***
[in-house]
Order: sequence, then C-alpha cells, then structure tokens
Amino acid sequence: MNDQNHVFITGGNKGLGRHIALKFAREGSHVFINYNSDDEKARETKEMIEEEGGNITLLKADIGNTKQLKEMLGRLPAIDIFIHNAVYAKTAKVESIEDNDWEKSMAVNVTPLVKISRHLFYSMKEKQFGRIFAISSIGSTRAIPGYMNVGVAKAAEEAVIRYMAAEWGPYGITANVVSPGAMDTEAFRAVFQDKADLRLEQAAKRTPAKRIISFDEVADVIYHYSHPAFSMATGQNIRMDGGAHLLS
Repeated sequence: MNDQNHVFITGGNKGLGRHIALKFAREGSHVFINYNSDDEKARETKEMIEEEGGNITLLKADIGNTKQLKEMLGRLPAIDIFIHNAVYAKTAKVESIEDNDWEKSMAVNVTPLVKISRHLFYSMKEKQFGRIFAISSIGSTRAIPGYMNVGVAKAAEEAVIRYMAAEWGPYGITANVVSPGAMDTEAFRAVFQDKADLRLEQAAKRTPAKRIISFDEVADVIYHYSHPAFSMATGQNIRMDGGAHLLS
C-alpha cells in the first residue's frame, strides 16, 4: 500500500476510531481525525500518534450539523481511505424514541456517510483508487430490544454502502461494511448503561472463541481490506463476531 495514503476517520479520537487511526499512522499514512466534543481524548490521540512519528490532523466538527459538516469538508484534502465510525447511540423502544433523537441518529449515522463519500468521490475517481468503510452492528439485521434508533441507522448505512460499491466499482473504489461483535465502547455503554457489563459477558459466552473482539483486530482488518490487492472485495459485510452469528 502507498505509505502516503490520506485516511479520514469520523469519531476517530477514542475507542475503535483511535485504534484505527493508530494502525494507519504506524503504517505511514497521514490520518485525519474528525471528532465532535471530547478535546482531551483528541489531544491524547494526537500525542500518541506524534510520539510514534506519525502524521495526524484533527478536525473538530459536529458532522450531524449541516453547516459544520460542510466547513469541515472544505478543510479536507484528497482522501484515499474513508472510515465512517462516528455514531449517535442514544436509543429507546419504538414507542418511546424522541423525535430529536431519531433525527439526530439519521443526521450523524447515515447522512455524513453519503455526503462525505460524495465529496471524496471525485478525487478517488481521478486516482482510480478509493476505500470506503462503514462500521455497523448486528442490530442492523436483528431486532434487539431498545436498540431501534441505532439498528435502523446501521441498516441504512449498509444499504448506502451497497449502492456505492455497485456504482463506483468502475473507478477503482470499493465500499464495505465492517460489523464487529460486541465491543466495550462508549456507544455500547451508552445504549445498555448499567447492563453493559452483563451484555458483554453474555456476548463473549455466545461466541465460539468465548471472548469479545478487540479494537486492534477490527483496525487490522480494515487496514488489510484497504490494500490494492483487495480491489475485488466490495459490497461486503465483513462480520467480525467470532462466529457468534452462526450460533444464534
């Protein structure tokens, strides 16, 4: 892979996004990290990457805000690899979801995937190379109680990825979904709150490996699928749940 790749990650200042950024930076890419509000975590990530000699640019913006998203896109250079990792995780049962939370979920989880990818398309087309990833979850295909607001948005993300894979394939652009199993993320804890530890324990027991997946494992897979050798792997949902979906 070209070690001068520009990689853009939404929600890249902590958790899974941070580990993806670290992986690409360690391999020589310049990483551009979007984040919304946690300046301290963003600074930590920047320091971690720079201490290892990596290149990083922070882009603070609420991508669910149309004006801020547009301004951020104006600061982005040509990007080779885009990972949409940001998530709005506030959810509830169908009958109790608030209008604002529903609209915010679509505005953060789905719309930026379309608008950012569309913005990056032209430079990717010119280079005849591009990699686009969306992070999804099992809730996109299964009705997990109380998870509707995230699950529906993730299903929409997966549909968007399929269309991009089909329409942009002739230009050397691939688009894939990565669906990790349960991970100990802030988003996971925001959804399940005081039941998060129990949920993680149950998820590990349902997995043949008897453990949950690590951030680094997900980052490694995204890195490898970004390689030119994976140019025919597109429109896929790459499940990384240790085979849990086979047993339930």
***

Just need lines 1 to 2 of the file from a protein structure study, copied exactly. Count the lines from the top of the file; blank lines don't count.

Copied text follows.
[in-house]
Order: sequence, then C-alpha cells, then structure tokens